National Geographic : 2009 Jan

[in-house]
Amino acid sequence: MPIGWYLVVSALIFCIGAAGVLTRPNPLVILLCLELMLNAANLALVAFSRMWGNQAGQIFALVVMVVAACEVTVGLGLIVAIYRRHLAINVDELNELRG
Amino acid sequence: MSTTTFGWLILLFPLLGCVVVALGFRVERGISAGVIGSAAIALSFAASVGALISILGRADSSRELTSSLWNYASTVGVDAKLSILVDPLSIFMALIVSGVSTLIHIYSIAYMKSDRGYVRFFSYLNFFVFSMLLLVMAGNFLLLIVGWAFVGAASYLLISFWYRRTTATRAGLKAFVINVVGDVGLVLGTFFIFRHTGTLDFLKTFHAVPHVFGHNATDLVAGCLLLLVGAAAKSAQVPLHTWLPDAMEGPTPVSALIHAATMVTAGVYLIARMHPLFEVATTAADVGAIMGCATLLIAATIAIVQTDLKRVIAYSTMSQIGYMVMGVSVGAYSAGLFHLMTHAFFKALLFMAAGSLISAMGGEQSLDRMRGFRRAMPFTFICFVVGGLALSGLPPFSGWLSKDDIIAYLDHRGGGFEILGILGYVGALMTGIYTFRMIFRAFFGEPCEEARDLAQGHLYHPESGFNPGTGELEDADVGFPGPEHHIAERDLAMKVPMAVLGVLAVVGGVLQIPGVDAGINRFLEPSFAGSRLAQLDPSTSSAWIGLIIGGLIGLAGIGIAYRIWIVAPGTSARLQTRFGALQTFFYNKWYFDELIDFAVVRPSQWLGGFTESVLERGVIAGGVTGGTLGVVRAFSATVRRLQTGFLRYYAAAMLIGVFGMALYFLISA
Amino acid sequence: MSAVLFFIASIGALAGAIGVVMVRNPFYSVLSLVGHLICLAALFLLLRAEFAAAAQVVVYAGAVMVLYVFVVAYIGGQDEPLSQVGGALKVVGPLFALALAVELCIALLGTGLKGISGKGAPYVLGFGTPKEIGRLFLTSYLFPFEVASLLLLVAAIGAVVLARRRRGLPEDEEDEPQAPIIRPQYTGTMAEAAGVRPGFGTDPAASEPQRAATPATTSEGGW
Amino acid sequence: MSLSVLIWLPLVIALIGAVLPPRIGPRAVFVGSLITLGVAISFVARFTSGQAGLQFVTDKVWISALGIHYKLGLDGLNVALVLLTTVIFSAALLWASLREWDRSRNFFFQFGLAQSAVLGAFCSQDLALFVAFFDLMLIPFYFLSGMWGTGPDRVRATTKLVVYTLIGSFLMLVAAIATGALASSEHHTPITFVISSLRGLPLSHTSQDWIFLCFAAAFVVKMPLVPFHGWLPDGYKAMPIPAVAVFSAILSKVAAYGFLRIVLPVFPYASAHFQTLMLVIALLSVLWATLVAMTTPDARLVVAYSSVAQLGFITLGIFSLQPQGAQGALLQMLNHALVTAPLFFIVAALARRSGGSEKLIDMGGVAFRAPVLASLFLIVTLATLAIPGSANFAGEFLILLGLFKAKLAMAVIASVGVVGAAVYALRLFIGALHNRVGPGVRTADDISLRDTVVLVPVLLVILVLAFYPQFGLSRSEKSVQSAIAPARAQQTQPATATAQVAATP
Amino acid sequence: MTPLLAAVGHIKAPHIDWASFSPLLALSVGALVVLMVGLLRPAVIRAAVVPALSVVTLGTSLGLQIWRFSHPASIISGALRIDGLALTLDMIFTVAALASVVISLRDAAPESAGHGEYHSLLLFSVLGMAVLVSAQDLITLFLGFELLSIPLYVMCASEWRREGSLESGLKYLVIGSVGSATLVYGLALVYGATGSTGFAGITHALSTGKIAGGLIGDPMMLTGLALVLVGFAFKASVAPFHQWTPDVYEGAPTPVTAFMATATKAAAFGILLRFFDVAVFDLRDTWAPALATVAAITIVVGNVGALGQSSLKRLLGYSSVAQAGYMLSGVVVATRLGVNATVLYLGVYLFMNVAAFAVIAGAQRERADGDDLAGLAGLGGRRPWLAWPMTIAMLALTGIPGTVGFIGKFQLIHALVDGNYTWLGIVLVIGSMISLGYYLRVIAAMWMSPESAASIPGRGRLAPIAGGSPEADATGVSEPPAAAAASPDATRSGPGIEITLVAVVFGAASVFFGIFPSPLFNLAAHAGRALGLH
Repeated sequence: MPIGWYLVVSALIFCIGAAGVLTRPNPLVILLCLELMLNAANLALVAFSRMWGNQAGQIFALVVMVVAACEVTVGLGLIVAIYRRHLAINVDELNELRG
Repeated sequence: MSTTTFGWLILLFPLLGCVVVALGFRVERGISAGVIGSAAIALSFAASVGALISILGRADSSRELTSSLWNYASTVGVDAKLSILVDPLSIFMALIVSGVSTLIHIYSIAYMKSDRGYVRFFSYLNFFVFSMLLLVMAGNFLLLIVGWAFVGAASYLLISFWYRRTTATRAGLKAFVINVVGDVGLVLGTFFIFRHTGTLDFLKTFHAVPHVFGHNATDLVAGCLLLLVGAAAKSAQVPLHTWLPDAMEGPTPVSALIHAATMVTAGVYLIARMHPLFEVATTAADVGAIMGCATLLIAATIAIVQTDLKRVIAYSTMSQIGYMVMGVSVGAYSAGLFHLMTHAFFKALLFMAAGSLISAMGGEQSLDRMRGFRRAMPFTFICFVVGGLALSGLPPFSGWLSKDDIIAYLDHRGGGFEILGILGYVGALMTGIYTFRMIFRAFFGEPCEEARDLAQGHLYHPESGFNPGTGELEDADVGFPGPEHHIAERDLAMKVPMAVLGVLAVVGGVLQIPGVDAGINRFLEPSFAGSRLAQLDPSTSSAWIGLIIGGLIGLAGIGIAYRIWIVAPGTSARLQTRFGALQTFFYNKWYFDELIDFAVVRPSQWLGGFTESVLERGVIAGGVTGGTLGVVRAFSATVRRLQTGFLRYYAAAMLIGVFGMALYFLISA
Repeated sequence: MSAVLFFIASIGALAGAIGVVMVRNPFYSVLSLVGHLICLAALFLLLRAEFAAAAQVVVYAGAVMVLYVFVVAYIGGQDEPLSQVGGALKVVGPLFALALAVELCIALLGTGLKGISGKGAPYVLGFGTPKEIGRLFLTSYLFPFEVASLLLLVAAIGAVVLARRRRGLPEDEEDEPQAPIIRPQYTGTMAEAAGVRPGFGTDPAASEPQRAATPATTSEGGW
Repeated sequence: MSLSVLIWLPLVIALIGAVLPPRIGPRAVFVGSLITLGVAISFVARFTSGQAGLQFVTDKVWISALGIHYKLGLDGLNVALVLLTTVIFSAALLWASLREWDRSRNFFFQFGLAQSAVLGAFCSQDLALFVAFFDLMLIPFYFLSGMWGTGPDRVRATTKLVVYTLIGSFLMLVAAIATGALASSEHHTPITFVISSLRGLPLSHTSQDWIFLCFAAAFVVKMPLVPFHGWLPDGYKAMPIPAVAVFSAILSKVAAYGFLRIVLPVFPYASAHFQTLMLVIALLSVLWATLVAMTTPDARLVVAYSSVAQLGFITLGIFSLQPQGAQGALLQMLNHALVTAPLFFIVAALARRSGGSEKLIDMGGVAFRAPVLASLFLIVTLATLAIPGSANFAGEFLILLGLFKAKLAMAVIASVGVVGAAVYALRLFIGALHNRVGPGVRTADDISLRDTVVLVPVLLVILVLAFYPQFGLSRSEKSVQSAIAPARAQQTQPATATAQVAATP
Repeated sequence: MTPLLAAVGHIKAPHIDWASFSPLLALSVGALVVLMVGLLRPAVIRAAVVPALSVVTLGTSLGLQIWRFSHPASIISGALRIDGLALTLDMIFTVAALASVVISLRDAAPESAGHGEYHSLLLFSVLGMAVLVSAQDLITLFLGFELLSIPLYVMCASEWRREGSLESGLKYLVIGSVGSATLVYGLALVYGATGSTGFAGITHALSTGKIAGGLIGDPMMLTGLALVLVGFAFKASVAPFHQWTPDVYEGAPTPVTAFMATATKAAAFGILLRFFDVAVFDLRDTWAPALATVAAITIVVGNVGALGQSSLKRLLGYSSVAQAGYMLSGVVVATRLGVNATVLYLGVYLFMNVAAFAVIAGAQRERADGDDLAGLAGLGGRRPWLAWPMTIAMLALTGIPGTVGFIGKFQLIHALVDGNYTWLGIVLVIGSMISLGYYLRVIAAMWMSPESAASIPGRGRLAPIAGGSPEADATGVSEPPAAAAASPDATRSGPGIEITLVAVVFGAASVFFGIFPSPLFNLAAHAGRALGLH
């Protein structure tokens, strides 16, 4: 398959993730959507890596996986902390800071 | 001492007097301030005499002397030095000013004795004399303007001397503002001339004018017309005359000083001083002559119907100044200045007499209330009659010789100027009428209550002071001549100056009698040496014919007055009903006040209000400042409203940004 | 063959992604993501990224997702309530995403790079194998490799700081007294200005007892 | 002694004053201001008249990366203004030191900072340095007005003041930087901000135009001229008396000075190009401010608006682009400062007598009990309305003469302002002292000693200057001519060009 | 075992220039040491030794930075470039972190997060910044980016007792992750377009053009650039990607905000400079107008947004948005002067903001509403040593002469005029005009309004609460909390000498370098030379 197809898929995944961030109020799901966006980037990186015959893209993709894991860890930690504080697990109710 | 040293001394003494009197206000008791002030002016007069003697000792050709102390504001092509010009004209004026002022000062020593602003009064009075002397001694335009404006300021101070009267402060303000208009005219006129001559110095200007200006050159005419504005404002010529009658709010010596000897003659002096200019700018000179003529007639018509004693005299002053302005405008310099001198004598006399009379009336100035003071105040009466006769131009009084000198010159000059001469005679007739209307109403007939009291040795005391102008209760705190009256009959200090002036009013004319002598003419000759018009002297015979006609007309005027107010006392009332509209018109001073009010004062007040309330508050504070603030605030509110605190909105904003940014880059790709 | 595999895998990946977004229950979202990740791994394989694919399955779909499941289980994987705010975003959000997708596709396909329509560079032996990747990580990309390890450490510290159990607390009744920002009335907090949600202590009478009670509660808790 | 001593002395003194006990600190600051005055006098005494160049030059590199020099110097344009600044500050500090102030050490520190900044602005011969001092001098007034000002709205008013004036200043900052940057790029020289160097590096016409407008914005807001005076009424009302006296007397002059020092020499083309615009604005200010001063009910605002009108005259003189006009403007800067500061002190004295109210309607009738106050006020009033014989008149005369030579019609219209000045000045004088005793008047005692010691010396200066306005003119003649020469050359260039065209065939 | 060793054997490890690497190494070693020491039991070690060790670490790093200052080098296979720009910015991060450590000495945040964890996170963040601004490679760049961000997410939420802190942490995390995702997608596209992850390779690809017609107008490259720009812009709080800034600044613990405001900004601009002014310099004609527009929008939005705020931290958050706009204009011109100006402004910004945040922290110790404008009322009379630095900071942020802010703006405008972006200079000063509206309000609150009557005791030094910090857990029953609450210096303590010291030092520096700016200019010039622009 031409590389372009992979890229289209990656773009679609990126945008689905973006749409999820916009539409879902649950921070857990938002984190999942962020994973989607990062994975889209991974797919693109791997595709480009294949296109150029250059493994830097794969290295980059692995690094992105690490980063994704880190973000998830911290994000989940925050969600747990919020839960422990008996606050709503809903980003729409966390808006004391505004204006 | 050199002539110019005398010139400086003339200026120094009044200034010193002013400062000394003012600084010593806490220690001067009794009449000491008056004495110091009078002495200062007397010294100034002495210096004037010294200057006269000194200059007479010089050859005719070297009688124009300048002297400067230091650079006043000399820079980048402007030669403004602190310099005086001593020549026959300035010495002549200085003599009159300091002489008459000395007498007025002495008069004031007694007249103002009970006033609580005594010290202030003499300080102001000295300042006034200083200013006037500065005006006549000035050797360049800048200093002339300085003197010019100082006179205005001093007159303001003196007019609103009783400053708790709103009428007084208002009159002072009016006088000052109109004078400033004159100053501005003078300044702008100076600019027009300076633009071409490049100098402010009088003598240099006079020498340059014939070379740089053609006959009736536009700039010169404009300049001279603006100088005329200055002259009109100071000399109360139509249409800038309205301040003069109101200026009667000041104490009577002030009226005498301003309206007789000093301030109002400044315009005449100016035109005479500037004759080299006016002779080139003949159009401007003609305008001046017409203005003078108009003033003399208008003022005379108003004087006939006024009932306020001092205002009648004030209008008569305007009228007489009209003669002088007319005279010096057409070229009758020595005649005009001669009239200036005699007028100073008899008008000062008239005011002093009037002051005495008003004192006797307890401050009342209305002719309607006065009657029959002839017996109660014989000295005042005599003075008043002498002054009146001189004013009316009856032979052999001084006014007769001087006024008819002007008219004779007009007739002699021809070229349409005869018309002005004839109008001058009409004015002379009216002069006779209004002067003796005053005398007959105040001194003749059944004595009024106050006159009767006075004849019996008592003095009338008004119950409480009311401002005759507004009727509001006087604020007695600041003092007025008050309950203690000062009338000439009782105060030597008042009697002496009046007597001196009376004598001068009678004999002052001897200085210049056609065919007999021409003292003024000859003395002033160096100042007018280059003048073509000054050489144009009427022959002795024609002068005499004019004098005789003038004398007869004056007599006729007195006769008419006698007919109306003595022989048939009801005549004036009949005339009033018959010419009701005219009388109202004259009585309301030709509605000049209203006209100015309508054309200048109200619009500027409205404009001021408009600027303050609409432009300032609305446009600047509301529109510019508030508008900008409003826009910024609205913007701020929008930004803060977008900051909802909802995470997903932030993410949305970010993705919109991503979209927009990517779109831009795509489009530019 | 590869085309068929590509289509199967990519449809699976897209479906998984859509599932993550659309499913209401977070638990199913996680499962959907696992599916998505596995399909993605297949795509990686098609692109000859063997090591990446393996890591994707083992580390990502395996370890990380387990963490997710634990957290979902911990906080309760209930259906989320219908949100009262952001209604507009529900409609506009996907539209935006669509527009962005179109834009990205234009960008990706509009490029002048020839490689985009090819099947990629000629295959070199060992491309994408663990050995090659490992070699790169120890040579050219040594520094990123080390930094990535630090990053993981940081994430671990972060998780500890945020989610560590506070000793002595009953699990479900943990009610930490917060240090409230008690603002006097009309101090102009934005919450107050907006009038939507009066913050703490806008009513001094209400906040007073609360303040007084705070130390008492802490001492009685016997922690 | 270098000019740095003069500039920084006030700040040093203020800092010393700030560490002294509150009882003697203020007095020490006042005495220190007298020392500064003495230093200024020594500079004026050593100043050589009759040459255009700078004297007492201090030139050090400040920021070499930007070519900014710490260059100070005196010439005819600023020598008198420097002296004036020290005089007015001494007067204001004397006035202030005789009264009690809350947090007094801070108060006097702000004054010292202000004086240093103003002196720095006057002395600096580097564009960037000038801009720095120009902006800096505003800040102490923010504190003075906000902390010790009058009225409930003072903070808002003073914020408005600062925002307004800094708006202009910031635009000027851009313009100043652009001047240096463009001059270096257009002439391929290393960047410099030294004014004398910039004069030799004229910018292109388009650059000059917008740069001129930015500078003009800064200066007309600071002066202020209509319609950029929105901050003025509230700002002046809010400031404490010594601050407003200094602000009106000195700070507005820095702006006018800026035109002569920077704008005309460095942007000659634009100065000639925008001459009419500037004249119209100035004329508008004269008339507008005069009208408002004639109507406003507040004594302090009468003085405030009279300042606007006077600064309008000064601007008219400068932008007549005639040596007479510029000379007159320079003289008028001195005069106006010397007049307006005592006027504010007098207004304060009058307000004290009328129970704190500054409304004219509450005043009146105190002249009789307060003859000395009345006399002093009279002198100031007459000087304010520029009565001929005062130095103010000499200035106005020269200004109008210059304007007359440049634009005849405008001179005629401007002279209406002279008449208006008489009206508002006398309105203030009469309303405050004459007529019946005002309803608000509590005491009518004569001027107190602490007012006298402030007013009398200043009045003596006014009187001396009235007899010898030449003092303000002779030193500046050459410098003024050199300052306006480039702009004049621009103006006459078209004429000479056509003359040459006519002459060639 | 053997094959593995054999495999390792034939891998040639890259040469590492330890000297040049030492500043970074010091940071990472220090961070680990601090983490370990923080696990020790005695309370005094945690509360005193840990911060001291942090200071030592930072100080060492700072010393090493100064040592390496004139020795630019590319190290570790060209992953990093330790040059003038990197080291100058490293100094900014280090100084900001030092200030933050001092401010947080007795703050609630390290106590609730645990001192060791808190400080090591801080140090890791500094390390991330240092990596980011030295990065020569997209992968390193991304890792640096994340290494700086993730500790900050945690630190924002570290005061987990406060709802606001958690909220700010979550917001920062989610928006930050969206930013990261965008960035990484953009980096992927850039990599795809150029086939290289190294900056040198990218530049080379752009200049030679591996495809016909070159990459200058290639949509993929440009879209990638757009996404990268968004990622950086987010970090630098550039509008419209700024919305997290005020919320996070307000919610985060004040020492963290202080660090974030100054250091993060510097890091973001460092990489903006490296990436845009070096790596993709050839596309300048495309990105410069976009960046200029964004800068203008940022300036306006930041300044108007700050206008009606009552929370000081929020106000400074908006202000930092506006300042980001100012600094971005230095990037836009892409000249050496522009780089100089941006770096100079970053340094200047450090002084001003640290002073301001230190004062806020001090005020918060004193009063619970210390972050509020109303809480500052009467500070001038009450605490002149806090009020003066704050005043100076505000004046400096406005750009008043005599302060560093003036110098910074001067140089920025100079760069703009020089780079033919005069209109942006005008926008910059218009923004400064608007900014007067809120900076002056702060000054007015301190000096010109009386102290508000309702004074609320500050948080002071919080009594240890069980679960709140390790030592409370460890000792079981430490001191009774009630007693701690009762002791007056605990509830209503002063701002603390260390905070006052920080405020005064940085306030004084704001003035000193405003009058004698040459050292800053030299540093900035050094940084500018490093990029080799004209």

• Not all of the locals, however, feel grateful. Outside the ve subsidized villages, the mine s presence has brought little more than envy (as those who don t have mining jobs resent those who do) and frustration (as the in ux of mining salaries drives up the cost of living). One ash of anger came in 2006, when vandals burned down a Newmont exploratory camp in eastern Sumbawa, halting the company s testing for a new mine site. Now the local and provincial governments, whose power has expanded since the dictator Suharto fell in 1998, are starting to assert them- selves. Working with Indonesian business inter- ests, they are moving to capture a share of the mine and a say in how its revenues are distrib- uted. "We had no control over our destiny when these contracts were signed under Suharto," says local People s Council representative Manim- bang Kahariyai. "We have to protect our future. What will be le of our environment when the mine is nished?" Sitting in her new house in the village of Jereweh, Nur Piah is focused more on the pres- ent than the future. "So many people depend on me," she says. Her husband makes some money as a timber trader, but Nur Piah s salary---about $650 a month---paid for their two-story con- crete home. As if in tribute, she has hung on one wall a large painting of the yellow Caterpillar 793. Nur Piah s job is not without its hardships. Maneuvering the enormous truck over a 12- hour shi is especially stressful, she says, when the pit s graded roads are slicked by torrential rains. But now, a er a long day, she smiles con- tentedly as her child, age six, falls asleep on her lap. e girl s middle name? Higrid, the Indo- nesian approximation of "high-grade," the best ore in the mine. THE GOLD ORNAMENTS come out of the velvet boxes one by one, family heirlooms that Nagavi, a 23-year-old Indian bride, always knew she would wear on her wedding day. The eldest daughter of a coffee plantation owner in the southern Indian state of Karnataka, Nagavi grew up marveling at the weddings that mark the merger of two wealthy Indian families. But not until the morning of her own arranged wed- ding to the only son of another co ee plantation family does she understand just how achingly beautiful the golden tradition can be. Newmont s environmental department---now 87 strong---stresses its efforts to reclaim the heaps of discarded rock, covering them with ten feet of soil and letting the jungle take root. Nothing can restore the pristine rain forest, of course, and Newmont faces a further prob- lem: After ten years of operations, it is run- ning out of room to dump the waste from Batu Hijau. ree years ago, the company applied to renew a permit to clear another 79 acres of rain forest. So far, Jakarta has not granted it, as environmentalists point to the near disap- pearance of the yellow-crested cockatoo on Sumbawa. With limited space, Batu Hijau s haul trucks are now getting caught in tra c, hurting the mine s e ciency. If more rain forest is not granted soon, Newmont o cials have warned, they will be compelled to lay o several hun- dred Indonesian workers. The imbroglio lays bare a surprising rift between Newmont and its once friendly Indo- nesian hosts. Batu Hijau was supposed to be a model mine, and Newmont likes to tout its bene ts: the $391 million in local royalties and taxes it paid in 2007, the more than 8,000 jobs it has created for Indonesians, the reported $600 million spent to minimize environmen- tal damage. en there s the more than $3 mil- lion Newmont spends each year on community development. It may be a pittance compared with the company s annual revenues, but it has provided the ve villages closest to the mine with electricity, health clinics, irrigation dams, and agriculture projects. In all of history, only 161,000 tons of gold have been mined, barely enough to fill two Olympic pools. More than half has been extracted in the past 50 years.